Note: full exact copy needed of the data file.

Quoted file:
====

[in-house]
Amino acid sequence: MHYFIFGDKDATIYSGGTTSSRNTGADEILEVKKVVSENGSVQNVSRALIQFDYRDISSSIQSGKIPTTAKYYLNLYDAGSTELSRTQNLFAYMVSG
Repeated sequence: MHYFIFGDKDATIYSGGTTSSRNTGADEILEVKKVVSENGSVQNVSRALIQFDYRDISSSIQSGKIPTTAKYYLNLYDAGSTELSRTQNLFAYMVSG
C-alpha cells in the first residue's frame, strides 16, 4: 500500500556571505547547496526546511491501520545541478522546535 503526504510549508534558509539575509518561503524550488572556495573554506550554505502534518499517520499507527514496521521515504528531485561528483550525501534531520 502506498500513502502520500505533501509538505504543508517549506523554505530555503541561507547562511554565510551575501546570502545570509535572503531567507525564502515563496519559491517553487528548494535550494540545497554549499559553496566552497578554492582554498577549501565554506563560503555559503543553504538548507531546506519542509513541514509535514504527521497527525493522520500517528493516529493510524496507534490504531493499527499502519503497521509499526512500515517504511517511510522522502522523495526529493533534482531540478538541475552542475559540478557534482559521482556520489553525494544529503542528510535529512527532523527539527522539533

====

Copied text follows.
[in-house]
Amino acid sequence: MHYFIFGDKDATIYSGGTTSSRNTGADEILEVKKVVSENGSVQNVSRALIQFDYRDISSSIQSGKIPTTAKYYLNLYDAGSTELSRTQNLFAYMVSG
Repeated sequence: MHYFIFGDKDATIYSGGTTSSRNTGADEILEVKKVVSENGSVQNVSRALIQFDYRDISSSIQSGKIPTTAKYYLNLYDAGSTELSRTQNLFAYMVSG
C-alpha cells in the first residue's frame, strides 16, 4: 500500500556571505547547496526546511491501520545541478522546535 503526504510549508534558509539575509518561503524550488572556495573554506550554505502534518499517520499507527514496521521515504528531485561528483550525501534531520 502506498500513502502520500505533501509538505504543508517549506523554505530555503541561507547562511554565510551575501546570502545570509535572503531567507525564502515563496519559491517553487528548494535550494540545497554549499559553496566552497578554492582554498577549501565554506563560503555559503543553504538548507531546506519542509513541514509535514504527521497527525493522520500517528493516529493510524496507534490504531493499527499502519503497521509499526512500515517504511517511510522522502522523495526529493533534482531540478538541475552542475559540478557534482559521482556520489553525494544529503542528510535529512527532523527539527522539533